Big Analytics Roundup (August 31, 2015)
Top stories for the penultimate week of summer: an excellent SQL-on-Hadoop benchmark; a couple of stories about Gelly, Flink’s graph engine; Apache Ignite goes top-level; a preview of Spark 1.5; and new stuff from RStudio.
Also, on Slideshare, evil mad scientist Paco Nathan presents on “Uber for Education.”
SQL on Hadoop
I missed this story in June, but better late than never. The folks at Allegro.tech, a Warsaw-based collaborative, published results of an excellent benchmark of SQL-on-Hadoop technologies. Scope of the analysis included Hive on MapReduce (the “control”), Hive on Tez, Presto, Impala, Drill and Spark SQL. (The authors note that they wanted to evaluate Hive on Spark, but could not make it work.)
The Allegro team first evaluated Kerberos support, YARN deployment and query fault tolerance, the available UI, JDBC support, UDF and view support as well as support for each of CSV, JSON, AVRO and Parquet formats. For benchmarking, they used 11 HiveQL queries testing a mix of typical analytic tasks.
Some key findings:
- Hive on Tez: ran all queries with stable and satisfactory performance
- Spark SQL: better than average performance overall, but could not run two queries
- Presto: convenient to use, but performance was disappointing
- Impala: fastest overall, but could not run one of the queries
- Drill: very fast, but could not run three queries
Apache Flink/Data Artisans
The Apache Software Foundation promotes Ignite to top-level project status. SD Times reports. Ignite is a high-performance integrated and distributed in-memory platform. Ignite is the open source version of GridGain‘s commercial product.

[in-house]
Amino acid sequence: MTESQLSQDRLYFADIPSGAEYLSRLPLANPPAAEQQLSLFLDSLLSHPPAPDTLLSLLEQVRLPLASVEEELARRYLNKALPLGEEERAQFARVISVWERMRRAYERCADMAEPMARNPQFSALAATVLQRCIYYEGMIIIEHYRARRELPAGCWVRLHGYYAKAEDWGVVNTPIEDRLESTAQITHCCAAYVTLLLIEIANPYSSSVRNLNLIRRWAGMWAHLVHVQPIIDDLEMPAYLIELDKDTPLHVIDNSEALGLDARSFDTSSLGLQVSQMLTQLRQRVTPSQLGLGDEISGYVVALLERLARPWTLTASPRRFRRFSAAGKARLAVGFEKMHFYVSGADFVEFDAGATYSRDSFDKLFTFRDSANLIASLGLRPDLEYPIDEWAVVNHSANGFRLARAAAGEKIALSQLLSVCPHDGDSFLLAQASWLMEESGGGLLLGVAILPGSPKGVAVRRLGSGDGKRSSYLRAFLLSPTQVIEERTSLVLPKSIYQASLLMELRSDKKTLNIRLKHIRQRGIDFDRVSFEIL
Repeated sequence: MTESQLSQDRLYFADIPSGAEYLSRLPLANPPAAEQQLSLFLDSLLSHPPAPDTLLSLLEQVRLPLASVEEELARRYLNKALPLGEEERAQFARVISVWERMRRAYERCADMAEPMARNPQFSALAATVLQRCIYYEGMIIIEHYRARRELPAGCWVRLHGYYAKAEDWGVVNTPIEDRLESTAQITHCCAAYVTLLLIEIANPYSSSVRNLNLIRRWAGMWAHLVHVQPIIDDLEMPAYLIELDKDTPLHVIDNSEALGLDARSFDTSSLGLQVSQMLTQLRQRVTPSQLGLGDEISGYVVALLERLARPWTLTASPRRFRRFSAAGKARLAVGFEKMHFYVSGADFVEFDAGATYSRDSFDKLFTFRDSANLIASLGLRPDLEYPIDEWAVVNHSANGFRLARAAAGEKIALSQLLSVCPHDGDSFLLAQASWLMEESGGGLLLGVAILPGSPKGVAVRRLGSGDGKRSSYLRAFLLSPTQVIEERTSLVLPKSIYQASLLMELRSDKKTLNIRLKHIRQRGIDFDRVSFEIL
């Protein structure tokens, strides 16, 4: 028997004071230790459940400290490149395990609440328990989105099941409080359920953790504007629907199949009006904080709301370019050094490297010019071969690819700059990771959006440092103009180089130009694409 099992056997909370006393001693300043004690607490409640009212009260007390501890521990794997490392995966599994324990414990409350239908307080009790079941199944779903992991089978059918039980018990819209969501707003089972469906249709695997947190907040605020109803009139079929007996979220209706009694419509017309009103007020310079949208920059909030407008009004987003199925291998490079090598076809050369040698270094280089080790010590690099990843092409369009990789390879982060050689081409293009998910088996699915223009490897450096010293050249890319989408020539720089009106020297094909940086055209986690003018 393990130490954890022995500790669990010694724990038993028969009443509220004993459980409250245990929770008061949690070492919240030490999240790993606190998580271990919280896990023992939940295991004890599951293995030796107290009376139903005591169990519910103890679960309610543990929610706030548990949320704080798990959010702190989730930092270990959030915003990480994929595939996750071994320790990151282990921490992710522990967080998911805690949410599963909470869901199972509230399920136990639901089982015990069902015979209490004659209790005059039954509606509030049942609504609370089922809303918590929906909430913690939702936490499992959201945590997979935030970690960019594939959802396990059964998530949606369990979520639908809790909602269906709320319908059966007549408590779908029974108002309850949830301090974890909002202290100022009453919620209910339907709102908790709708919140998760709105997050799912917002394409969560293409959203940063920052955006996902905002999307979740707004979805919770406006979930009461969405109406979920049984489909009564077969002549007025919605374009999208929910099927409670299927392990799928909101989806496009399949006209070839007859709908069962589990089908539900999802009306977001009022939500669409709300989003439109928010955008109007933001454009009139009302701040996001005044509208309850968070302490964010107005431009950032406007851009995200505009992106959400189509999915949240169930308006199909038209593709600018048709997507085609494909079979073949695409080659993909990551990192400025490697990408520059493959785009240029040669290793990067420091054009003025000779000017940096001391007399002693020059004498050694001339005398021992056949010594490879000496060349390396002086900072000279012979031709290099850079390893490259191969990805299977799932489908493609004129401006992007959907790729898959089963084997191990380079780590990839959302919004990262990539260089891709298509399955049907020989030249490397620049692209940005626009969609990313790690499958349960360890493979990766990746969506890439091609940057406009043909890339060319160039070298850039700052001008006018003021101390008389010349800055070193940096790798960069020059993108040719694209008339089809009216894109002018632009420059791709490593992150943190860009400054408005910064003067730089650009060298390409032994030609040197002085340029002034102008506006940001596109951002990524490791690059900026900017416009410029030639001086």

ASF also promotes Lens to top-level status. Apache Lens is a “Unified Analytics Platform”, whatever that is. (h/t Hadoop Weekly)
Patrick Wendell of Databricks presented a preview of Spark 1.5 last Thursday. Spark 1.5 will be available in mid-September (exact timing depends on Apache voting process). Developers from more than 50 companies contributed to the build. A preview is available in Databricks now. Key enhancements:
- Execution concepts will be exposed: tracking memory usage, visualizing DataFrame execution tree
- Project Tungsten will be on by default: binary processing for memory management, code generation for CPU efficiency
- Performance optimizations in SQL/DataFrames: Metadata discovery, predicate pushdown in Parquet, outer joins and window functions
- First class UDAF support
- Improved interoperability with Hive
- Read Parquet files encoded by Hive, Impala, Pig, Avro, Thrift, Spark SQL
- Additional Python interfaces for Spark Streaming
- R bindings for linear models
- Python bindings for Power Iteration Clustering
- New algorithms and transforms for ML Pipelines
There will also be some new packages available concurrently with the 1.5 release, including support for AWS Redshift, Magellan support for spatial analytics and a convex solver package.
On Datanami, George Leopold covers the story.
Alex Woodie interviews some Spark users and discovers that they often use it together with Hadoop.
Jessica Twentyman notes that Spark looks set to replace MapReduce, inquires into the pace, scope and scale of replacement. She finds a lot of smart people who are optimistic and a few who urge caution, citing Spark’s immaturity.
Darryl Taft explains how Spark transforms Big Data processing and development. Spoiler: it’s faster.
In readwrite, Peter Schlampp provides six reasons that Apache Spark isn’t flickering out, thereby answering a question nobody is asking. For the record, his reasons are: advanced analytics, simplification, support for multiple languages, faster results, Hadoop distribution agnosticism and high-growth adoption.
On the Cloudera blog, Jeff Palmucci of TripAdvisor describes how his team uses Spark.
…announces a new release of BigQuery with UDF support.
On HomeAI, Arno Candel presents a Deep Learning Webinar.